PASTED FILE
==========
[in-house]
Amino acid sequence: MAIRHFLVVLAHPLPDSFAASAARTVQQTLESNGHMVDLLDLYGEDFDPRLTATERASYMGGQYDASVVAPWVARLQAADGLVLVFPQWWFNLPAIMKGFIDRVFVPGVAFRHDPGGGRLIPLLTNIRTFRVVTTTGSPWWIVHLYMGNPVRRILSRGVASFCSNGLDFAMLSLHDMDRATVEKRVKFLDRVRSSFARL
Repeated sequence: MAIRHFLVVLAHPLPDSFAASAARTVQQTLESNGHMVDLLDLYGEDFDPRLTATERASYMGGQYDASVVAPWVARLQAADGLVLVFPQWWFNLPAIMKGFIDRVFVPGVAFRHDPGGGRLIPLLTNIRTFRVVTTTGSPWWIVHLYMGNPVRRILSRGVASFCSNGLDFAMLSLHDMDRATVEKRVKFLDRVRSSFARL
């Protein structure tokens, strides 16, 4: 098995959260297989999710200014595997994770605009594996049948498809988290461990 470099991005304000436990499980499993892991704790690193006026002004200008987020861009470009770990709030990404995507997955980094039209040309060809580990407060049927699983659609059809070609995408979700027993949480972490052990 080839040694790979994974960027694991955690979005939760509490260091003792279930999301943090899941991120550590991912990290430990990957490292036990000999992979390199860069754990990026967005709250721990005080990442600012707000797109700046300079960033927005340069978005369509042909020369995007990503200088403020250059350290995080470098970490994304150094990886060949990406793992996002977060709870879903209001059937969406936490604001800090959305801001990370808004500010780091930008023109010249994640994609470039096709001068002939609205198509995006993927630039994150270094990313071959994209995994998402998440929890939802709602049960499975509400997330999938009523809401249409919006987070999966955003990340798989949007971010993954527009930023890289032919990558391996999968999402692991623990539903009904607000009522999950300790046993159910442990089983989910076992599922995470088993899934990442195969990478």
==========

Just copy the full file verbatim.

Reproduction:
[in-house]
Amino acid sequence: MAIRHFLVVLAHPLPDSFAASAARTVQQTLESNGHMVDLLDLYGEDFDPRLTATERASYMGGQYDASVVAPWVARLQAADGLVLVFPQWWFNLPAIMKGFIDRVFVPGVAFRHDPGGGRLIPLLTNIRTFRVVTTTGSPWWIVHLYMGNPVRRILSRGVASFCSNGLDFAMLSLHDMDRATVEKRVKFLDRVRSSFARL
Repeated sequence: MAIRHFLVVLAHPLPDSFAASAARTVQQTLESNGHMVDLLDLYGEDFDPRLTATERASYMGGQYDASVVAPWVARLQAADGLVLVFPQWWFNLPAIMKGFIDRVFVPGVAFRHDPGGGRLIPLLTNIRTFRVVTTTGSPWWIVHLYMGNPVRRILSRGVASFCSNGLDFAMLSLHDMDRATVEKRVKFLDRVRSSFARL
């Protein structure tokens, strides 16, 4: 098995959260297989999710200014595997994770605009594996049948498809988290461990 470099991005304000436990499980499993892991704790690193006026002004200008987020861009470009770990709030990404995507997955980094039209040309060809580990407060049927699983659609059809070609995408979700027993949480972490052990 080839040694790979994974960027694991955690979005939760509490260091003792279930999301943090899941991120550590991912990290430990990957490292036990000999992979390199860069754990990026967005709250721990005080990442600012707000797109700046300079960033927005340069978005369509042909020369995007990503200088403020250059350290995080470098970490994304150094990886060949990406793992996002977060709870879903209001059937969406936490604001800090959305801001990370808004500010780091930008023109010249994640994609470039096709001068002939609205198509995006993927630039994150270094990313071959994209995994998402998440929890939802709602049960499975509400997330999938009523809401249409919006987070999966955003990340798989949007971010993954527009930023890289032919990558391996999968999402692991623990539903009904607000009522999950300790046993159910442990089983989910076992599922995470088993899934990442195969990478």